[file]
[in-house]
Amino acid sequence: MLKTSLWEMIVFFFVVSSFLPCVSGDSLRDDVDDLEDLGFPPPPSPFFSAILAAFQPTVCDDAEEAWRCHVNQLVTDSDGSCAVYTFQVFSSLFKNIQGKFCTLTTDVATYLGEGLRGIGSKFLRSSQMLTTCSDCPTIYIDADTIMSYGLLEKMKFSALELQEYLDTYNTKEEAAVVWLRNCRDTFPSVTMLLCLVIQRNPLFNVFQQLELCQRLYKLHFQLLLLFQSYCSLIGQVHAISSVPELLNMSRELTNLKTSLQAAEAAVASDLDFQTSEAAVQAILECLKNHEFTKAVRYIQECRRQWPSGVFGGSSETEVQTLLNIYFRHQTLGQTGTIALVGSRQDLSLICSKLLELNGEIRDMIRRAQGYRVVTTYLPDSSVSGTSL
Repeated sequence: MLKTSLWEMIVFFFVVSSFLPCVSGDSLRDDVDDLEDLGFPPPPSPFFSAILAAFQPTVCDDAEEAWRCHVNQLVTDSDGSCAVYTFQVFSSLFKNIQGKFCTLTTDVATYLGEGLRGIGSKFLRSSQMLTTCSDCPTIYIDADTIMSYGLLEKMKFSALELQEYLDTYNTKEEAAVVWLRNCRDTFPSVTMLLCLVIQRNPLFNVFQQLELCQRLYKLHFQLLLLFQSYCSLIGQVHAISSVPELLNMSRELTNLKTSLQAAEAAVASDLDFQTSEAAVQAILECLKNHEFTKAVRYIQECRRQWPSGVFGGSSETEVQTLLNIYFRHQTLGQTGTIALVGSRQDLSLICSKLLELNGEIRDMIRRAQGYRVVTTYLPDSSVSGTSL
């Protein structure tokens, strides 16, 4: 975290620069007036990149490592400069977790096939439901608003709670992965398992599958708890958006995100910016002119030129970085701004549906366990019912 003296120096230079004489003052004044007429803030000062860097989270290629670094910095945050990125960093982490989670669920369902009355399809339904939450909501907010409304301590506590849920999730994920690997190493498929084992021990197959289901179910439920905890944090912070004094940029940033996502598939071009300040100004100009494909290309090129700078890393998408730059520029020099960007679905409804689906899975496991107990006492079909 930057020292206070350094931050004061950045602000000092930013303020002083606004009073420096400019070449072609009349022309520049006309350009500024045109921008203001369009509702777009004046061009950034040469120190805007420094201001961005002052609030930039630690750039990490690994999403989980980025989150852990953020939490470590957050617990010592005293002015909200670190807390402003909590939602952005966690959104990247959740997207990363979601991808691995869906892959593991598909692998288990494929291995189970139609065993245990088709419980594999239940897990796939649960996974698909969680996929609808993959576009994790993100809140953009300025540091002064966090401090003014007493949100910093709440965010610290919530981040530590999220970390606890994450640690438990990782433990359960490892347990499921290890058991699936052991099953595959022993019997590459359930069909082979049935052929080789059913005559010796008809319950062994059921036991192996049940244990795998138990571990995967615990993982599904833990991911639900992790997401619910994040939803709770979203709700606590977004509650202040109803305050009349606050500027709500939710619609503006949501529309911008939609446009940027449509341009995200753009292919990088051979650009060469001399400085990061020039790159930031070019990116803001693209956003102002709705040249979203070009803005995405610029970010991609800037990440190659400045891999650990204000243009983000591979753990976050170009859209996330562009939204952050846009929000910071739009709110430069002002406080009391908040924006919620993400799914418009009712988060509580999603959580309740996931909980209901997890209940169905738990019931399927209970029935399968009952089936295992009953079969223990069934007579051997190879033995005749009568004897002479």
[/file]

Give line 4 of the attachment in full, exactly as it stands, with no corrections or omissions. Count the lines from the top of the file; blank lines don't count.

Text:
């Protein structure tokens, strides 16, 4: 975290620069007036990149490592400069977790096939439901608003709670992965398992599958708890958006995100910016002119030129970085701004549906366990019912 003296120096230079004489003052004044007429803030000062860097989270290629670094910095945050990125960093982490989670669920369902009355399809339904939450909501907010409304301590506590849920999730994920690997190493498929084992021990197959289901179910439920905890944090912070004094940029940033996502598939071009300040100004100009494909290309090129700078890393998408730059520029020099960007679905409804689906899975496991107990006492079909 930057020292206070350094931050004061950045602000000092930013303020002083606004009073420096400019070449072609009349022309520049006309350009500024045109921008203001369009509702777009004046061009950034040469120190805007420094201001961005002052609030930039630690750039990490690994999403989980980025989150852990953020939490470590957050617990010592005293002015909200670190807390402003909590939602952005966690959104990247959740997207990363979601991808691995869906892959593991598909692998288990494929291995189970139609065993245990088709419980594999239940897990796939649960996974698909969680996929609808993959576009994790993100809140953009300025540091002064966090401090003014007493949100910093709440965010610290919530981040530590999220970390606890994450640690438990990782433990359960490892347990499921290890058991699936052991099953595959022993019997590459359930069909082979049935052929080789059913005559010796008809319950062994059921036991192996049940244990795998138990571990995967615990993982599904833990991911639900992790997401619910994040939803709770979203709700606590977004509650202040109803305050009349606050500027709500939710619609503006949501529309911008939609446009940027449509341009995200753009292919990088051979650009060469001399400085990061020039790159930031070019990116803001693209956003102002709705040249979203070009803005995405610029970010991609800037990440190659400045891999650990204000243009983000591979753990976050170009859209996330562009939204952050846009929000910071739009709110430069002002406080009391908040924006919620993400799914418009009712988060509580999603959580309740996931909980209901997890209940169905738990019931399927209970029935399968009952089936295992009953079969223990069934007579051997190879033995005749009568004897002479």